My grandfather was nicknamed Roşiştea by his mother when he was born, in 1932. It translates as little red one. He had red hair once, and everyone in his village calls him Red.
Before the fall of Communism in 1989, he was a farmer, with the function of zootechnical and fields brigadier – he measured how much of what was produced went to the state, and how much stayed with the people. After the revolution, he continued practicing subsistence agriculture on the family smallholding in Vărai, North Romania, a village surrounded by hills and forests. He lived with my grandmother – a fierce woman who knew how to make most things from scratch, and with his mother-in-law – a short, devout woman whose spirituality combined Orthodox-Christian rites with old pagan rituals. I spent my first five years in the village with them, and most of my childhood holidays after. I remember the snow being half a meter tall in winter, and the fields full of workers in summer.
Things changed since I was five. In the past twenty years, the village got lost somewhere between an attempt to modernise and an unwillingness to change. The census of 2011 counted 275 people. In January of 2020, the priest told me that barely over 100 remain, and that no one was born there in years. Of the people left, 42 are widowers living alone: my grandfather is one of them.
1. Grandfather watching programs about the '89 Revolution at Christmas. “They should not have shot him; they could have imprisoned him.”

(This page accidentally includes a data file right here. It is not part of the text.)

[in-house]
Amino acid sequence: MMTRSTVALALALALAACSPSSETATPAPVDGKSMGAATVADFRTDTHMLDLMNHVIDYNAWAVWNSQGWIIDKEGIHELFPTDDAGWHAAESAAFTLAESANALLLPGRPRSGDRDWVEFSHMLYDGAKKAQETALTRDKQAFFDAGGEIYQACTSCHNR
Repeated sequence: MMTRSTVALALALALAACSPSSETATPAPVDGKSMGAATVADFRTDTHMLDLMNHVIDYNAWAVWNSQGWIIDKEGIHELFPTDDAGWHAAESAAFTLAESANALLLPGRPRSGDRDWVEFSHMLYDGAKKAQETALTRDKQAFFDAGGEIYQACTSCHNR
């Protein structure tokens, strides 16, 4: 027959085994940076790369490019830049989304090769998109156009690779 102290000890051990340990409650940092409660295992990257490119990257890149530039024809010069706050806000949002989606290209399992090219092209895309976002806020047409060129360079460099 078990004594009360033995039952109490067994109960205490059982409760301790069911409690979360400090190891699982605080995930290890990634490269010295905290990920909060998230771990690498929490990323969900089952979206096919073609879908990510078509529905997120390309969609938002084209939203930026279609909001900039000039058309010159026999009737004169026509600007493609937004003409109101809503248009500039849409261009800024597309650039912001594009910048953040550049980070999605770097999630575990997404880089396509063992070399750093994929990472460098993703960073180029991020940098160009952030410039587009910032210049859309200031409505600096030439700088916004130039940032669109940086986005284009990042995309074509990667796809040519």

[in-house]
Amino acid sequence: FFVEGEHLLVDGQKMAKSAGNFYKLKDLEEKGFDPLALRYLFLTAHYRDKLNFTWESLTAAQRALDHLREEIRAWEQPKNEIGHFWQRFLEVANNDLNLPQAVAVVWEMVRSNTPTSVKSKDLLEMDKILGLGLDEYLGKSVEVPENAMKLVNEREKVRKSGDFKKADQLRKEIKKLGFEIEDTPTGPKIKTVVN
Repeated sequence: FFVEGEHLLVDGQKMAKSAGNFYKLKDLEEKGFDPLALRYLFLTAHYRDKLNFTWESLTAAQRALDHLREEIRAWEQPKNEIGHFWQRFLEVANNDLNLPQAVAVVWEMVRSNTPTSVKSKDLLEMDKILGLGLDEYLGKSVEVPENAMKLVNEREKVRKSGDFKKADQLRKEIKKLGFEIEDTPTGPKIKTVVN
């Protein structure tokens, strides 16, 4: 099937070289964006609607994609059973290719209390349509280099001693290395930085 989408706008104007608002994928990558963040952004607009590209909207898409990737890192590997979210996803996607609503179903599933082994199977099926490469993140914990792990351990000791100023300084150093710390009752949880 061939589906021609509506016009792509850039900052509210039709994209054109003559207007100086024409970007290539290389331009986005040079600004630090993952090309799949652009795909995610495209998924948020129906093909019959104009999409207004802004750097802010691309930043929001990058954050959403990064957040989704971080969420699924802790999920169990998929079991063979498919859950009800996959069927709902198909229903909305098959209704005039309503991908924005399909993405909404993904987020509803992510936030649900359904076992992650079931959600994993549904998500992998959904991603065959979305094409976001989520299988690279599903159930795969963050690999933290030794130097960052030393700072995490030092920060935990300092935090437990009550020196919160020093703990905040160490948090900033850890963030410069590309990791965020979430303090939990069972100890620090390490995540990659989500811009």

2. Grandfather worked the land for a very long time. “A long life. 88 years worth.”
3. The community distillery. Each late autumn, after the plum harvest, grandfather made pălincă here. He no longer works the land, he no longer yields harvests.
4. The children never left empty-handed. “Come visit, while you have somewhere to come, and someone to visit.”
5. In memory of Grandmother. “She forgot her glasses here when she went to the hospital. Now she doesn’t need them anymore.” They were married for over 50 years, and constantly nagged each other.
6. Most days are the same. In the morning, the dog and the chickens need fed. “Difficult, this loneliness. It wasn’t great with her, but it is worse without her.”
7. Untitled Orthodox. On New Year’s Day, the priest spoke of the troubled present, and the uncertain future. “Still, allow us to be, Father. For another year.”
8. One summer ago. “This place will remain deserted. None of you will come to stay.”
9. “Who knows when we’ll meet again, and if I’ll still be here when you come to visit.”
10. When a soul travels, the mirrors must be covered, the locks must be unlocked, and lights must be lit. This way, the soul cannot be trapped here.